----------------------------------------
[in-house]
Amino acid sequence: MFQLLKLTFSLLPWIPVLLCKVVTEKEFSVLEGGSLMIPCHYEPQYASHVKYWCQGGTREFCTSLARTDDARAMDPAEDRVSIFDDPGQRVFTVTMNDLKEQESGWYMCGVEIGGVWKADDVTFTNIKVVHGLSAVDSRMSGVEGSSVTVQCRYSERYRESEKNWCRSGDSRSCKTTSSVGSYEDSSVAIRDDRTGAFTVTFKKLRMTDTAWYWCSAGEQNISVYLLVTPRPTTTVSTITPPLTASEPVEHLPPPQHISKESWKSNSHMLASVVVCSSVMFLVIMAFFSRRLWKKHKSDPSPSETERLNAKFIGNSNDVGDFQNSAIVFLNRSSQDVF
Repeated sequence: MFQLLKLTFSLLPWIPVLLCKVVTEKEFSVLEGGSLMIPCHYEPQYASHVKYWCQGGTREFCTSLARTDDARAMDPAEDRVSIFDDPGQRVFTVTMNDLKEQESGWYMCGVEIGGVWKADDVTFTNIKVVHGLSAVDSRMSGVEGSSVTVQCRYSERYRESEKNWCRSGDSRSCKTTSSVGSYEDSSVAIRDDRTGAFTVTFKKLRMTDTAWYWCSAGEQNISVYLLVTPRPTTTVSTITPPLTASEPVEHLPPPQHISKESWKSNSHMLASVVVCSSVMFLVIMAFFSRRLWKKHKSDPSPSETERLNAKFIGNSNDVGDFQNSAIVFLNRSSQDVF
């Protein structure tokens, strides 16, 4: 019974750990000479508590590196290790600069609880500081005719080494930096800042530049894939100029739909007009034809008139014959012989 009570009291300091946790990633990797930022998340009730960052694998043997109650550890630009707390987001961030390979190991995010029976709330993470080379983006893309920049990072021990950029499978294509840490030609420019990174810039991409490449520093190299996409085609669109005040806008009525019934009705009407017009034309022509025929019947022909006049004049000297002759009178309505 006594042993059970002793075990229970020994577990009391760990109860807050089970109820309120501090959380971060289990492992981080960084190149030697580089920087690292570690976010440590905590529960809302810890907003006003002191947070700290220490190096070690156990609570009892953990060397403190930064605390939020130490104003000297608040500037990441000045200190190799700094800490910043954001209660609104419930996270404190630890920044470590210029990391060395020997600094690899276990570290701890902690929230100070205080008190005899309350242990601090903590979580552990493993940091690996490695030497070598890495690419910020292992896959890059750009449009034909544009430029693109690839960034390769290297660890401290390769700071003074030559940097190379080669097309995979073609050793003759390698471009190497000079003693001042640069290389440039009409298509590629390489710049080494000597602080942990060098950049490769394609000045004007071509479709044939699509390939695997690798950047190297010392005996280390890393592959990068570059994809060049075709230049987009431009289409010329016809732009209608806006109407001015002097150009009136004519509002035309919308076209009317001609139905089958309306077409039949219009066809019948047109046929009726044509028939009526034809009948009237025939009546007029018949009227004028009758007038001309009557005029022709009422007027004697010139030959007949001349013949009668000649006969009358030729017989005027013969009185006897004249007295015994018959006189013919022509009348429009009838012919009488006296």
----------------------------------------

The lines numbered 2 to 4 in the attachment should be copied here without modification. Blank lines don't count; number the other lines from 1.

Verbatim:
Amino acid sequence: MFQLLKLTFSLLPWIPVLLCKVVTEKEFSVLEGGSLMIPCHYEPQYASHVKYWCQGGTREFCTSLARTDDARAMDPAEDRVSIFDDPGQRVFTVTMNDLKEQESGWYMCGVEIGGVWKADDVTFTNIKVVHGLSAVDSRMSGVEGSSVTVQCRYSERYRESEKNWCRSGDSRSCKTTSSVGSYEDSSVAIRDDRTGAFTVTFKKLRMTDTAWYWCSAGEQNISVYLLVTPRPTTTVSTITPPLTASEPVEHLPPPQHISKESWKSNSHMLASVVVCSSVMFLVIMAFFSRRLWKKHKSDPSPSETERLNAKFIGNSNDVGDFQNSAIVFLNRSSQDVF
Repeated sequence: MFQLLKLTFSLLPWIPVLLCKVVTEKEFSVLEGGSLMIPCHYEPQYASHVKYWCQGGTREFCTSLARTDDARAMDPAEDRVSIFDDPGQRVFTVTMNDLKEQESGWYMCGVEIGGVWKADDVTFTNIKVVHGLSAVDSRMSGVEGSSVTVQCRYSERYRESEKNWCRSGDSRSCKTTSSVGSYEDSSVAIRDDRTGAFTVTFKKLRMTDTAWYWCSAGEQNISVYLLVTPRPTTTVSTITPPLTASEPVEHLPPPQHISKESWKSNSHMLASVVVCSSVMFLVIMAFFSRRLWKKHKSDPSPSETERLNAKFIGNSNDVGDFQNSAIVFLNRSSQDVF
């Protein structure tokens, strides 16, 4: 019974750990000479508590590196290790600069609880500081005719080494930096800042530049894939100029739909007009034809008139014959012989 009570009291300091946790990633990797930022998340009730960052694998043997109650550890630009707390987001961030390979190991995010029976709330993470080379983006893309920049990072021990950029499978294509840490030609420019990174810039991409490449520093190299996409085609669109005040806008009525019934009705009407017009034309022509025929019947022909006049004049000297002759009178309505 006594042993059970002793075990229970020994577990009391760990109860807050089970109820309120501090959380971060289990492992981080960084190149030697580089920087690292570690976010440590905590529960809302810890907003006003002191947070700290220490190096070690156990609570009892953990060397403190930064605390939020130490104003000297608040500037990441000045200190190799700094800490910043954001209660609104419930996270404190630890920044470590210029990391060395020997600094690899276990570290701890902690929230100070205080008190005899309350242990601090903590979580552990493993940091690996490695030497070598890495690419910020292992896959890059750009449009034909544009430029693109690839960034390769290297660890401290390769700071003074030559940097190379080669097309995979073609050793003759390698471009190497000079003693001042640069290389440039009409298509590629390489710049080494000597602080942990060098950049490769394609000045004007071509479709044939699509390939695997690798950047190297010392005996280390890393592959990068570059994809060049075709230049987009431009289409010329016809732009209608806006109407001015002097150009009136004519509002035309919308076209009317001609139905089958309306077409039949219009066809019948047109046929009726044509028939009526034809009948009237025939009546007029018949009227004028009758007038001309009557005029022709009422007027004697010139030959007949001349013949009668000649006969009358030729017989005027013969009185006897004249007295015994018959006189013919022509009348429009009838012919009488006296």